Argo (2012)

Review of: Argo (2012)
Review by:
Bill Clark

Reviewed by:
On November 1, 2012
Last modified:July 3, 2014


In Argo, Affleck has crafted a truly old school suspense movie that is as involving as any film I've seen this year.

Argo (2012)

“Argo f*ck yourself!”

That’s the punch line to the “knock knock” joke that inspired the fake sci-fi film at the heart of Argo, actor/director Ben Affleck’s outstanding film about what has to be one of the strangest CIA missions in the history of the United States. Working from a fantastic screenplay by Chris Terrio, Affleck has crafted a truly old school suspense movie that is as involving as any film I’ve seen this year. Not only that, the overarching themes still hit home over thirty years later. Terrio’s ability to draw the similarities between the two time periods is one of the many joys of Argo.

Affleck plays Tony Mendez, one of the CIA’s top operatives. The time is 1979 and the Iranian revolution is underway. When the American embassy is overthrown, six of the workers manage to slide out of the building before being taken hostage. They are safely kept by Canadians, but have no way to return home. Mendez crafts a crazy, but brilliant plan: stage a fake movie and have him and his colleagues enter Iran to extract the six fugitives.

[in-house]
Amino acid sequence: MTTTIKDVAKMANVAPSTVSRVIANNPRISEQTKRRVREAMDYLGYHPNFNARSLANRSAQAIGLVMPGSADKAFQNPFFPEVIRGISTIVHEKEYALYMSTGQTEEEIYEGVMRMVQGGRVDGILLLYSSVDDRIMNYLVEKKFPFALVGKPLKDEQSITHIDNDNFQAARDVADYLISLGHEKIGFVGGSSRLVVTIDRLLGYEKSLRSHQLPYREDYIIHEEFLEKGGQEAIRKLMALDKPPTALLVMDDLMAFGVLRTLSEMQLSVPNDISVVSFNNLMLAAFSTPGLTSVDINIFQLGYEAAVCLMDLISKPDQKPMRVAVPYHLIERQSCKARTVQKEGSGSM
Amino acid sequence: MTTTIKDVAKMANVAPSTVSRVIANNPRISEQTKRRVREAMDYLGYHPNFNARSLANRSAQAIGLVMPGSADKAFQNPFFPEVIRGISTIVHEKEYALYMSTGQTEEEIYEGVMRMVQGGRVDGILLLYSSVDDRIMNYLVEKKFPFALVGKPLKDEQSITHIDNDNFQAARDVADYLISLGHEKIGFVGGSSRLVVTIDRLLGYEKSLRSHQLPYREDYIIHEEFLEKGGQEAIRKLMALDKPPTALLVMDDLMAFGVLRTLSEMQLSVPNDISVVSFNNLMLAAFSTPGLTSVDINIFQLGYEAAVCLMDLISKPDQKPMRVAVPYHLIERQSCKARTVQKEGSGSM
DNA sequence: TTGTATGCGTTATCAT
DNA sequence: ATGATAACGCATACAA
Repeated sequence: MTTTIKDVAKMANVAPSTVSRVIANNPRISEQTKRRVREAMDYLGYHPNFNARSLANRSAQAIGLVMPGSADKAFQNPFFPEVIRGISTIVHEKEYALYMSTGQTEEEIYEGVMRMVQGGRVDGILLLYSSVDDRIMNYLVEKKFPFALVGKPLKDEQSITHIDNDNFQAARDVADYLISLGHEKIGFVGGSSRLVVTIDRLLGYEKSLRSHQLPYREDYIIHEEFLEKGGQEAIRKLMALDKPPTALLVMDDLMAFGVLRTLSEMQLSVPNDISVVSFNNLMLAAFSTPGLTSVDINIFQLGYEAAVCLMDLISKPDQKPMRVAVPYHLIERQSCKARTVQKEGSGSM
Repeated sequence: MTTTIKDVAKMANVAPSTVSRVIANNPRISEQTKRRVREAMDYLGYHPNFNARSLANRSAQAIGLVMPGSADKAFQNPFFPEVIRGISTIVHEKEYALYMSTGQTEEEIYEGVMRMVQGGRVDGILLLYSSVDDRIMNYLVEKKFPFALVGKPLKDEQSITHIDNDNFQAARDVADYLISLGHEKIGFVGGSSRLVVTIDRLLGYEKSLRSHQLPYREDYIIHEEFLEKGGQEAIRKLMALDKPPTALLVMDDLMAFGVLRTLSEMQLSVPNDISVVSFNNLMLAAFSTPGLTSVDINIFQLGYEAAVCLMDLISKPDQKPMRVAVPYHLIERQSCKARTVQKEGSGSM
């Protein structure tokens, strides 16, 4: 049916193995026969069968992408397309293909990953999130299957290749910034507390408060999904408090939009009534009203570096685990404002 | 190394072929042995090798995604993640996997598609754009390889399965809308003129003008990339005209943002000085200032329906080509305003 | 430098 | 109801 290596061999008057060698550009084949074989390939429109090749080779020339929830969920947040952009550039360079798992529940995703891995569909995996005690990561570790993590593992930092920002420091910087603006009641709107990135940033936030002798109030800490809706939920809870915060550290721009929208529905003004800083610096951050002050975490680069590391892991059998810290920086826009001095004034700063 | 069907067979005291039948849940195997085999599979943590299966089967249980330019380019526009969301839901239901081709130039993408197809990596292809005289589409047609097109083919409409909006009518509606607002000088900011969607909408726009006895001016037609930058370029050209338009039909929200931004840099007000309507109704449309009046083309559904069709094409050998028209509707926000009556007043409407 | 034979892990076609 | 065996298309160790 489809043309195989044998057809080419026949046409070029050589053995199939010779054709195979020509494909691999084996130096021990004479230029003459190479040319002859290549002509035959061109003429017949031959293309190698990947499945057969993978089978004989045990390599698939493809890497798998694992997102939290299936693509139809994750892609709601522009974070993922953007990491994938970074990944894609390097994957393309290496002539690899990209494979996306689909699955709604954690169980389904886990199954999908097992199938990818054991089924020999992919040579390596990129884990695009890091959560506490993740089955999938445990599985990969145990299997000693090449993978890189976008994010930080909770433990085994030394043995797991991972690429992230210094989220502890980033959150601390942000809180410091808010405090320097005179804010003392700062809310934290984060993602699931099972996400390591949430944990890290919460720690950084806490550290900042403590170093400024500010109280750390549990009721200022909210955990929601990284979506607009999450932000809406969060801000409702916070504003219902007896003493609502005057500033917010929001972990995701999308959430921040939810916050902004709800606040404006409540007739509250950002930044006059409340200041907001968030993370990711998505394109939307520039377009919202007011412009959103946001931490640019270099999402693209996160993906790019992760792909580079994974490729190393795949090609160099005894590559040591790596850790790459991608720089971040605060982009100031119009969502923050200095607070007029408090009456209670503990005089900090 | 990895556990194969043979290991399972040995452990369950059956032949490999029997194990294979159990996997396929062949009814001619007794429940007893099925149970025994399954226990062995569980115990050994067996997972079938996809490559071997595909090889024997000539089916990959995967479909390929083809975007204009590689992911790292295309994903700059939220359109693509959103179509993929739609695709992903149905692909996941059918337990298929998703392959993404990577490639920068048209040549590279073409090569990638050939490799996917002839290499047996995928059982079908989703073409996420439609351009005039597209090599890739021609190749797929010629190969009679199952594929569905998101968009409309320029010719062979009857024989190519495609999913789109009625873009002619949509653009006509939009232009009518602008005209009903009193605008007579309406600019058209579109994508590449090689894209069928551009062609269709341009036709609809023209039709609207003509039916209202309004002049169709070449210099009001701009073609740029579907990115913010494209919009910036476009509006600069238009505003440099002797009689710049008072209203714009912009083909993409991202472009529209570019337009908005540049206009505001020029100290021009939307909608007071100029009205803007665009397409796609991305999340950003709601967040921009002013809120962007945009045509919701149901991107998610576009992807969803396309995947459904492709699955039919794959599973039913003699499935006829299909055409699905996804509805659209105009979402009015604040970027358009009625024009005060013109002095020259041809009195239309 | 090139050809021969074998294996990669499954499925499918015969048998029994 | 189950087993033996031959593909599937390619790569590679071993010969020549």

This is the kind of movie that would be beyond ridiculous if it weren’t true. In looking at the mission itself, Affleck and Terrio pretty much get it right. I was frequently reminded of 1995’s Apollo 13 in that we know how the whole thing will turn out, but the suspense is still borderline unbearable. Affleck squeezes every ounce of suspense out of this story, but there are also frequently hilarious moments as the government tries to deal with the increasingly bizarre situation. Affleck is excellent as Mendez; subdued and all business. Fine comedic relief comes from Alan Arkin, as a longtime Hollywood producer, and John Goodman as veteran make-up artist John Chambers. This is a terrific entertainment, with the most surprising aspect of all being that this entire plan was pulled off in 1980.


Studio: Warner Bros. Pictures
Length: 120 Minutes
Rating: R for language and some violent images.
Theatrical Release: October 12, 2012
Directed by: Ben Affleck
Written by: Chris Terrio
Cast: Ben Affleck, Bryan Cranston, Alan Arkin, John Goodman, Victor Garber




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